The Hundred Secret Senses Mass Market Paperback – Oct 30 1996
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From Publishers Weekly
Tan's novel of the conflicts between two very different Chinese American sisters spent 12 weeks on PW's bestseller list.
Copyright 1996 Reed Business Information, Inc.
From School Library Journal
YA?Olivia, the narrator of this story, was born to an American mother and a Chinese father. She meets her 18-year-old Chinese half sister, Kwan, for the first time shortly after their father's death. Kwan adores "Libby-ah" and tries to introduce her to her Chinese heritage through stories and memories. Olivia is embarrassed by her sibling, but finds as she matures that she has inadvertently absorbed much about Chinese superstitions, spirits, and reincarnation. Olivia explains, "My sister Kwan believes she has Yin eyes. She sees those who have died and now dwell in the World of Yin..." Now in her mid-30s, Olivia, a photographer, is still seeking a meaningful life. The climax of the story comes when she and her estranged husband Simeon, a writer, go to China on assignment with Kwan as the interpreter. In the village in which she grew up, Kwan returns to the world of Yin, her mission completed. Olivia finally learns what Kwan was trying to show her: "If people we love die, then they are lost only to our ordinary senses. If we remember, we can find them anytime with our hundred secret senses." The meshing of the contemporary story of Olivia and the tales Kwan tells of her past life in late-19th century China may confuse some readers. Although this story is different from Tan's previous novels because of the supernatural twist, YAs will find some familiar elements.?Carol Clark, R. E. Lee High School, Springfield, VA
Copyright 1996 Reed Business Information, Inc. --This text refers to an out of print or unavailable edition of this title.
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Top Customer Reviews
Amy Tan's book, The Hundred Secret Senses, is a tale about the living, the dead, and the connections they share. The main character is a woman named Olivia. When she is nearly four years old, her life takes a turn; she loses one family member, but learns that she has another that lives across the world. Well, sort of. She learns that her father had a daughter before he married her mother, and that she lives in China. Two years later, her half-sister, Kwan, arrives in America and begins to live with her. Olivia doesn't quite like that idea. Why? "I would have preferred a new turtle or even a doll, not someone who would compete for my mother's already divided attention and force me to share the meager souvenirs of her love," she says. Yet, she eventually realizes that her fear was unnecessary, as she and Kwan are the ones that become close, almost like mother and daughter. They become so intimate that Kwan decides to tell Olivia a secret: she can see dead people, because she has "yin eyes.Read more ›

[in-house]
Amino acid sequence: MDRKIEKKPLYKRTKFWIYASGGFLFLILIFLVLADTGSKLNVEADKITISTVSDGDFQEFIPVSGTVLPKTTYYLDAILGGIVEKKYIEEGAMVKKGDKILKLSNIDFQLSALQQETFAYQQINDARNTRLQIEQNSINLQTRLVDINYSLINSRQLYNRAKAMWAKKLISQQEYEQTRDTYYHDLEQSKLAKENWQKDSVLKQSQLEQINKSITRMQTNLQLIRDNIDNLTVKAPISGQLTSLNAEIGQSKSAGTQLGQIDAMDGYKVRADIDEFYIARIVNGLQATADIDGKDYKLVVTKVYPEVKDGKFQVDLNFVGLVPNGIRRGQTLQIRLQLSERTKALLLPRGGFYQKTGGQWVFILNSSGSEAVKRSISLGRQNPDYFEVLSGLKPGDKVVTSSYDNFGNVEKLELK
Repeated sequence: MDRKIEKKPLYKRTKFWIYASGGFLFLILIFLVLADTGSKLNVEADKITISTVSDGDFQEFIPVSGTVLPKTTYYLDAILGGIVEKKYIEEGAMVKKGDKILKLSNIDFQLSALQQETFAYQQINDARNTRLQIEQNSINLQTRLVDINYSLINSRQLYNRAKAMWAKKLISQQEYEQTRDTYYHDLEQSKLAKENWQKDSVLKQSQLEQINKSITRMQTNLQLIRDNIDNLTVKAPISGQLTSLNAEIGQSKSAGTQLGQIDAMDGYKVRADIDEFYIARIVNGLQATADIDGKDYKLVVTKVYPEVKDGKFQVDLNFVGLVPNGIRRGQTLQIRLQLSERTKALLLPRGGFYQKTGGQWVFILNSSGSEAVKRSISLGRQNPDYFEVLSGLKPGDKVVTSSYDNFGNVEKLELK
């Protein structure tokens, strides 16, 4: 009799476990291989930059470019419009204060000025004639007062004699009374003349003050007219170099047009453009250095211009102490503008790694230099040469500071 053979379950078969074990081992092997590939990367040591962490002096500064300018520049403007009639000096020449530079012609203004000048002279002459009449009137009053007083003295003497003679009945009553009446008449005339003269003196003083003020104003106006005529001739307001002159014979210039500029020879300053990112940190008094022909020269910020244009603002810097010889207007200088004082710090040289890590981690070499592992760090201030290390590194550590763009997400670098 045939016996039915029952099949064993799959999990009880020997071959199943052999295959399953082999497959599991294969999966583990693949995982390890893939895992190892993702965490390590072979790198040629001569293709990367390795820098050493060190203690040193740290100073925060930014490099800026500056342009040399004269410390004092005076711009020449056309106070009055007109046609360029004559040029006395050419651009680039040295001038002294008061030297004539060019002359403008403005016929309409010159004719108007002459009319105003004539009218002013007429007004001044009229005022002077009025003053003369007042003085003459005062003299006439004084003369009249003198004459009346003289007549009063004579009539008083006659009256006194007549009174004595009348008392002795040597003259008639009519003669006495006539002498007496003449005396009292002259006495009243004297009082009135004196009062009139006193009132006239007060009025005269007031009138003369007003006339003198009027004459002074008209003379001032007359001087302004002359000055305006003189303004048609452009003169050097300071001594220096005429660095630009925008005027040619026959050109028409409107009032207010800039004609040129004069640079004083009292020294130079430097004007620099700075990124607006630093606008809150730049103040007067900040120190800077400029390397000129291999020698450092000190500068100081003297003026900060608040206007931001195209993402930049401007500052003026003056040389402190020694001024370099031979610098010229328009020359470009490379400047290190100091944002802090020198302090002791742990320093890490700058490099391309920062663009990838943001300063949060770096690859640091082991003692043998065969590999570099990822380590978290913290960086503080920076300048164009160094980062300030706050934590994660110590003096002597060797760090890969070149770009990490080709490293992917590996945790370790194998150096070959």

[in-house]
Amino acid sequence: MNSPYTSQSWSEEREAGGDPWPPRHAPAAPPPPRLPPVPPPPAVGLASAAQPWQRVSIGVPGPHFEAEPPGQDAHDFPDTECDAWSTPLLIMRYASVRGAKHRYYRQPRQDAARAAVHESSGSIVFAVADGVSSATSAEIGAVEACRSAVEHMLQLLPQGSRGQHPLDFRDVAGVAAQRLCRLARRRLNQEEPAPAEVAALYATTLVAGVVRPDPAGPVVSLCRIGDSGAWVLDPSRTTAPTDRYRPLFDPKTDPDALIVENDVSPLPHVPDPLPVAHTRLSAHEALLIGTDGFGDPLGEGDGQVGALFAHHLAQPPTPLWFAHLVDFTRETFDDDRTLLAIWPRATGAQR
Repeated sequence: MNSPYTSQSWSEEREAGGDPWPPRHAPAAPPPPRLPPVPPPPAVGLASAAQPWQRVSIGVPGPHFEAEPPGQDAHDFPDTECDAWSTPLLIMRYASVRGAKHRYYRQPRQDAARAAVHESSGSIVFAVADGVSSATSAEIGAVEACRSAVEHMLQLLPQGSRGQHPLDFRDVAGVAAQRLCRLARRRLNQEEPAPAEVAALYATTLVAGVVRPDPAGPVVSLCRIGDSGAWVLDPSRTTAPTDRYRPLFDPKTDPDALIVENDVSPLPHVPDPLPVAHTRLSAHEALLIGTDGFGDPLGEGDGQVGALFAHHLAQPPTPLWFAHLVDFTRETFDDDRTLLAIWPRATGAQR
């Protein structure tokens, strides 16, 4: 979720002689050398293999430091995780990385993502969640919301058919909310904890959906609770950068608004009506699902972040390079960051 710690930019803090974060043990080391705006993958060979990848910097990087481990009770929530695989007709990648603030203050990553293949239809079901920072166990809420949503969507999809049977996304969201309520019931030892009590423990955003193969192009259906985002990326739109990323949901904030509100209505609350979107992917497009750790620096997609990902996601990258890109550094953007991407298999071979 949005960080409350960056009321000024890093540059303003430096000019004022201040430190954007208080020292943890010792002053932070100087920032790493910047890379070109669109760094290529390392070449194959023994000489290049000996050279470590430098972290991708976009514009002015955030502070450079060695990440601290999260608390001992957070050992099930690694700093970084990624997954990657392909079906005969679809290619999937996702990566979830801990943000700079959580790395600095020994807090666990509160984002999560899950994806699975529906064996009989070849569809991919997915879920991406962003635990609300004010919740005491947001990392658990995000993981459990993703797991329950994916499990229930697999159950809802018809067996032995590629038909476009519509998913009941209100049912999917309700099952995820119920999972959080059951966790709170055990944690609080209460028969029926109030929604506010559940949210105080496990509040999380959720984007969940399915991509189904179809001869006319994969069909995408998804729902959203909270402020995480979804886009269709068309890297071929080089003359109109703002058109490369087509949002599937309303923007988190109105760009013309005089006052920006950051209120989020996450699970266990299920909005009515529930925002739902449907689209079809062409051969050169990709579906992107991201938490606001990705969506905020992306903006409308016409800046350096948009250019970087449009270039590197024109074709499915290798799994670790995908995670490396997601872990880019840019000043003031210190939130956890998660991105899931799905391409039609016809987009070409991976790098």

'Olivia' learns of her Dad's previous family. They locate the 18 year-old and sponsor 'Kwan' from China. Gregarious, not shy for a second, she's thrilled with a sister in particular, upon whom she lavishes love. Olivia finds this awkward from a stranger, whose shaky English embarrasses her around school friends. There are two young brothers, mentioned less than her Mom. Olivia's treatment of Kwan is poor. I understand being bombarded with a nearly-grown girl in the family but many of us accept relatives who were jerks. Kwan was affectionate and loyal all along, even in the face of rudeness, so that element bothered me.